But perhaps the celebrated La Liga club has worked some wizardry in the transfer market, with not one but two big targets “close” to the Camp Nou.

Barca general manager Josep “Pep” Segura was on television after the match, and noted Spanish football expert Sid Lowe relays his words: Liverpool’s Philippe Coutinho and Borussia Dortmund’s Ousmane Dembele are coming to Barca, “but until it’s closed I can’t say anything.”

Well, you just said something about it, so what gives.

Now before anyone freaks out at Anfield or Westfalenstadion, this is a man speaking after a relatively embarrassing performance for one of the biggest clubs in the world. Segura could simply be treading water for new manager Ernesto Valverde after his club was simply worked over in 120 minutes versus its El Clasico rivals.

VIDEO: Asensio, Real Madrid outclass out-of-sorts Barca; PSG trolls?

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This one wasn’t even close, and is going to instantly have many Barcelona fans wondering if the loss of Neymar is going to be too much for Ernesto Valverde to handle.

Real Madrid rode a stunning Marco Asensio strike to a 2-0 first half lead at the Bernabeu on Wednesday en route to a 5-1 aggregate win over Barcelona in the Spanish Super Cup.

It’s Real’s 10th Spanish Super Cup, and first since 2012.

[ MORE: Bacca to Villarreal ]

Karim Benzema also scored in the opening frame, which saw Barca looking out of sorts and rudderless.

As in the first leg in Barcelona, the Blaugranas had their moments but failed to show sharpness and class against the reigning La Liga and UEFA Champions League winners.

Lionel Messi hit the crossbar, Luis Suarez headed off the post. The second half wasn’t producing a magic comeback.

Both teams kick off their La Liga seasons on Sunday, with Barca hosting Real Betis and Real off to Deportivo de la Coruna.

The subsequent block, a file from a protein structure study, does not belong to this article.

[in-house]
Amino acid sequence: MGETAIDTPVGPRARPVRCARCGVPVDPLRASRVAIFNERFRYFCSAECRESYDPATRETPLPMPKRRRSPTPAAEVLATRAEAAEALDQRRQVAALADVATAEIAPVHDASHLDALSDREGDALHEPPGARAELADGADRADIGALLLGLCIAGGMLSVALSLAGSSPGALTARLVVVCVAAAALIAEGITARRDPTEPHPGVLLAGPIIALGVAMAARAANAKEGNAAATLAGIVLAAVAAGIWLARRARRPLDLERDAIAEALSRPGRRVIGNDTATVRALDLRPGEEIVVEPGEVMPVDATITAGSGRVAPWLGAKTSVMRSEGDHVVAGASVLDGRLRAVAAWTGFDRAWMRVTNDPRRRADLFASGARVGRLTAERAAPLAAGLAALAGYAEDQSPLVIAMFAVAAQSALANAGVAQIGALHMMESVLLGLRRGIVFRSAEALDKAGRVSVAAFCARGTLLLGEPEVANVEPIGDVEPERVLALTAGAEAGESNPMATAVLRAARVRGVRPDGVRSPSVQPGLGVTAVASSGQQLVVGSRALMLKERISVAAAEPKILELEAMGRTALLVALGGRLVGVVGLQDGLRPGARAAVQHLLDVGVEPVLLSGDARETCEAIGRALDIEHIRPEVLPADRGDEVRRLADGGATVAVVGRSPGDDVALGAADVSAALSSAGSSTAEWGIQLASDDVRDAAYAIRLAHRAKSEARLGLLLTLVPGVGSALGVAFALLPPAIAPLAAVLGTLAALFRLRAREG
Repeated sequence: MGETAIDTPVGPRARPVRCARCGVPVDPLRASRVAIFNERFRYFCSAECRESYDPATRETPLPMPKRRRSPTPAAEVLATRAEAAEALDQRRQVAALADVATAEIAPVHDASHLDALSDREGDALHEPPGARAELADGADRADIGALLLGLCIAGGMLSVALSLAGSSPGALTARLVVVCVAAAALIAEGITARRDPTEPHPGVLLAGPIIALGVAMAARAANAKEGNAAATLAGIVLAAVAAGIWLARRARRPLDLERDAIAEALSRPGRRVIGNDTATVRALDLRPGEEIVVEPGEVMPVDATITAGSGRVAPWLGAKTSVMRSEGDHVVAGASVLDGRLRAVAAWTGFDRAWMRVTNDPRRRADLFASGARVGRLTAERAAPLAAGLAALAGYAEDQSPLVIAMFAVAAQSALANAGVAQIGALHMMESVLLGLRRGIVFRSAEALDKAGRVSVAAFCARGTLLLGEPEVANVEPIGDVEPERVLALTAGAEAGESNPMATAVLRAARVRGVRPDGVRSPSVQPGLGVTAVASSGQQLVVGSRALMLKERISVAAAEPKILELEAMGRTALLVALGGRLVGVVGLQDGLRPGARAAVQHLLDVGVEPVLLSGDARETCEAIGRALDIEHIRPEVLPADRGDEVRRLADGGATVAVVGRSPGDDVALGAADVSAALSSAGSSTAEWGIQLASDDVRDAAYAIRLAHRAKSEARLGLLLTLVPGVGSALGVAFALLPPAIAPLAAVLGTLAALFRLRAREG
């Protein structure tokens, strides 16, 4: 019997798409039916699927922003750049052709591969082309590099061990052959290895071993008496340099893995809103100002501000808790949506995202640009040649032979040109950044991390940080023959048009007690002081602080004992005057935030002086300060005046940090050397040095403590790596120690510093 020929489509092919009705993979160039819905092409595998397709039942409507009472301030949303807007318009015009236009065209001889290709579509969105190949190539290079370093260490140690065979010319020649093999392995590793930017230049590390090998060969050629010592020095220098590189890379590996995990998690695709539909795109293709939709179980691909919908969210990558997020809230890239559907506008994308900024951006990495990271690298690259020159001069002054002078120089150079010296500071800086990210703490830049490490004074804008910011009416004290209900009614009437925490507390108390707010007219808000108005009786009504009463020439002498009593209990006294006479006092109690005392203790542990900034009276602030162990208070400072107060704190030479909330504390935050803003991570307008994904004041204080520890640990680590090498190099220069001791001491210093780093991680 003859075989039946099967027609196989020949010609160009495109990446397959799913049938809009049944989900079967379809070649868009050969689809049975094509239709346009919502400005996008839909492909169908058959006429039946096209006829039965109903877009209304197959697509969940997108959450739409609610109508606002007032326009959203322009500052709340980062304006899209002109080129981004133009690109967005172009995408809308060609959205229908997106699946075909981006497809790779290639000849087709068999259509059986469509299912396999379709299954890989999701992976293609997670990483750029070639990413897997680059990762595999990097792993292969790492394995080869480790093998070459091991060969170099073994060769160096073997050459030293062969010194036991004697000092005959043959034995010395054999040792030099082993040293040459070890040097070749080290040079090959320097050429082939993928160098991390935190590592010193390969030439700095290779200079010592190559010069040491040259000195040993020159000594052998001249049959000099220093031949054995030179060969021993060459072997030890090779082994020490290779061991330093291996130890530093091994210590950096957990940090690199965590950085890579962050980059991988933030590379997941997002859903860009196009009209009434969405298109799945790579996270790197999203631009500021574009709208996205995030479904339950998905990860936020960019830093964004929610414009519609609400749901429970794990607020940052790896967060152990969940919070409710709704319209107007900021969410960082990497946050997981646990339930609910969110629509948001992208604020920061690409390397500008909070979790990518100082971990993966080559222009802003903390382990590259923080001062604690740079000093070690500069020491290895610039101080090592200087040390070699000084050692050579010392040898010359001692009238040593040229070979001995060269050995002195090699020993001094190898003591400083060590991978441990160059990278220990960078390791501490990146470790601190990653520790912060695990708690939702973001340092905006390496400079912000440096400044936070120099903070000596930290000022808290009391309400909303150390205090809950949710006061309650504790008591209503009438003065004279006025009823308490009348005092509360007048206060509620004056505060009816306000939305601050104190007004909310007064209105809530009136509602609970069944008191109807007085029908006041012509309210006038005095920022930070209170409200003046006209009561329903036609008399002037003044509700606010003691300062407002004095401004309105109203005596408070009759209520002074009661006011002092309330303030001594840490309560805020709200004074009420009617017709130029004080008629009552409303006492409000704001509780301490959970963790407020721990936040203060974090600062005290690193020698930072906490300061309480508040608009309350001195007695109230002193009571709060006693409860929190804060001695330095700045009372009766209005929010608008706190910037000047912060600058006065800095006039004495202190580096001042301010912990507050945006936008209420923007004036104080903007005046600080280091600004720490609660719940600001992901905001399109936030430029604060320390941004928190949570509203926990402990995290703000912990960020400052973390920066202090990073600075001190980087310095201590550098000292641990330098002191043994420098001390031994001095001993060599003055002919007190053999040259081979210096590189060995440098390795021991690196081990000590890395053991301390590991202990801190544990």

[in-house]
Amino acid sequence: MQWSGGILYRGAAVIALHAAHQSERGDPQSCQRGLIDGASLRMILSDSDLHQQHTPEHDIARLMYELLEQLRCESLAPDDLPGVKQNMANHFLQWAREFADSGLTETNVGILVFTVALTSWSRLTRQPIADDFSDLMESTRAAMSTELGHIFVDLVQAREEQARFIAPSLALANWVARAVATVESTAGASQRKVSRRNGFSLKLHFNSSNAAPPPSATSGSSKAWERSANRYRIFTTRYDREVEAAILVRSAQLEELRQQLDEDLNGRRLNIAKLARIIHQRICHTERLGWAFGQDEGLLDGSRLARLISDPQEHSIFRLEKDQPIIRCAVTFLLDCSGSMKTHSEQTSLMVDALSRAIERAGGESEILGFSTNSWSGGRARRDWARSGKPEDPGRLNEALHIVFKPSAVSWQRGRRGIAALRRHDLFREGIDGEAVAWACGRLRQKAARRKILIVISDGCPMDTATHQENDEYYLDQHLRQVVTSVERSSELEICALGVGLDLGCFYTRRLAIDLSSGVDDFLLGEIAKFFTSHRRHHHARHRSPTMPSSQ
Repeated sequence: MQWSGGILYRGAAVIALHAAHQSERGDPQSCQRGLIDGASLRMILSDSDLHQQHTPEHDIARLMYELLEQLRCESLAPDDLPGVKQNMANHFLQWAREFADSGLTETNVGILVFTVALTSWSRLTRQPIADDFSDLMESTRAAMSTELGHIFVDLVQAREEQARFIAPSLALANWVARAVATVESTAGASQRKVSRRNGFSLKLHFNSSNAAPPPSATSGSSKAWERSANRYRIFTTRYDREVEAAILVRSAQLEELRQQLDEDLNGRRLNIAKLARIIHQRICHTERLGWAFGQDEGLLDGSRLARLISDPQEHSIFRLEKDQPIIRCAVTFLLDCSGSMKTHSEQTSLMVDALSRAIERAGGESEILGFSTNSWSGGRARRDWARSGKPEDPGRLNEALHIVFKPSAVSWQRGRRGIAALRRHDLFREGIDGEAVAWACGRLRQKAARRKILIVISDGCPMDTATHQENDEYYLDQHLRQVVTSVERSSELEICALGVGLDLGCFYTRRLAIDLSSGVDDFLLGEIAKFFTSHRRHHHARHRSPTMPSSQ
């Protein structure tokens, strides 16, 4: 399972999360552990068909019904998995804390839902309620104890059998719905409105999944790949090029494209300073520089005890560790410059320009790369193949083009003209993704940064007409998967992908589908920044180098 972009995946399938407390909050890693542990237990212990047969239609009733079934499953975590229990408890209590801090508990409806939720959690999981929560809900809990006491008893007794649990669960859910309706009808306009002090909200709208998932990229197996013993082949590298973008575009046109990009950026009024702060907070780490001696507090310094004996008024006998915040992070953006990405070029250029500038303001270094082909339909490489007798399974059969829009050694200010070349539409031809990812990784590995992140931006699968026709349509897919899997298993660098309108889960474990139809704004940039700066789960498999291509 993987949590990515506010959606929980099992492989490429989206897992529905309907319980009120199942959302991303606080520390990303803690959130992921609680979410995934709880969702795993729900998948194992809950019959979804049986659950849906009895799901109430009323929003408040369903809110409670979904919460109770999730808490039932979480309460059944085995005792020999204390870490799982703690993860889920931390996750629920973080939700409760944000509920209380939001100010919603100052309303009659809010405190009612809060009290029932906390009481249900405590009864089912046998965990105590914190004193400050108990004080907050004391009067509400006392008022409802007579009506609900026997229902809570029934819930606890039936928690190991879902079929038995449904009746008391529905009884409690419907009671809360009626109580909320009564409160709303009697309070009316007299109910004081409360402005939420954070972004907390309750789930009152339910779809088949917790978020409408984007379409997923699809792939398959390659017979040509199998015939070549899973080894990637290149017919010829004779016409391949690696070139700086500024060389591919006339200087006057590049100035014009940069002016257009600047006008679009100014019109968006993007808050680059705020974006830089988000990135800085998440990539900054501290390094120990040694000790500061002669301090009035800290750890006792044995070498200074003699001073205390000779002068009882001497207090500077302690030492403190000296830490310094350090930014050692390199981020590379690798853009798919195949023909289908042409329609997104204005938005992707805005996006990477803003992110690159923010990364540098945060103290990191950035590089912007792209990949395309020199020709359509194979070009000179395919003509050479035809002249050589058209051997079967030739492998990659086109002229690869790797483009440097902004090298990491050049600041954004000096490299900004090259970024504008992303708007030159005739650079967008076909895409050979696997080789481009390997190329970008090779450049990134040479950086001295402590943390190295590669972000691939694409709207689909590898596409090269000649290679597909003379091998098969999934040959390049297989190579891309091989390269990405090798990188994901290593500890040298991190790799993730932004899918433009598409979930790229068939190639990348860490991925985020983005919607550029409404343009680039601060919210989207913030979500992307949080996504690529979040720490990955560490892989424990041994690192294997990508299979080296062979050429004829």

Meanwhile, it seems like PSG spent the afternoon trolling Barca, first posting a shot of ex-Blaugranas stars Dani Alves and Neymar training, and then an incredulous Neymar accompanied by a laughing emoji.

Carlos Bacca joins Villarreal, Boateng leaves Las Palmas

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MADRID (AP) Colombia striker Carlos Bacca joined Spanish club Villarreal on loan from AC Milan on Wednesday.

Villarreal said the one-season loan agreement includes the option to buy the player at the end of the season.

Bacca returns to a Spanish league where the 30-year-old forward flourished in two seasons at Sevilla before joining Milan in 2015.

[ MORE: UCL Wednesday wrap ]

Bacca has made 39 appearances for Colombia, scoring 13 goals. According to Villarreal, he has scored 165 career goals in 336 matches. He scored 14 goals for Milan last season.

Elsewhere in Spain, Las Palmas announced that Kevin-Prince Boateng was leaving the club after both sides agreed to end his contract two days before its season opener.

Las Palmas said that Boateng was leaving due to “personal reasons of an irreversible nature.” The club thanked the former AC Milan standout for his “professionalism” that he displayed during his single season on the Canary Islands.

Las Palmas opens the Spanish league season on Friday at Valencia.

Man City has $23 million Evans bid shot down by WBA

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Could Jonny Evans be the latest player to cross Manchester’s red and blue divide, albeit with a stop in between?

Reports Wednesday say West Bromwich Albion has rejected a $23 million Manchester City bid for the Northern Irish center back.

[ MORE: UCL Wednesday wrap ]

$23 million? That’s like 40 percent of a Kyle Walker!

Evans, 29, is the Baggies captain and a key piece of the club’s aims to continue its long stay in the Premier League.

He joined Manchester United’s academy at age 16 and stayed at Old Trafford through 2015, taking loan opportunities at Royal Antwerp and Sunderland on the way.

At United, Evans won three Premier League titles and two League Cups, and also has a Championship win from one of his two stints at Sunderland.

The 61-times capped Belfast native would give City a key component for Premier League play along with a center back corps of Nicolas Otamendi, Vincent Kompany, and John Stones. Eliaquim Mangala completes their veteran depth, and is certainly City’s weakest position.

Would West Brom sell at any reasonable price? The Baggies are not deep at center back, either — not too many clubs are — and will be in a boatload of trouble without Evans. And given the transfer market, finding a proper replacement at under $30 million is going to be difficult (Reread that sentence. What a summer).

It’s another argument for the transfer window closing before the start of the season.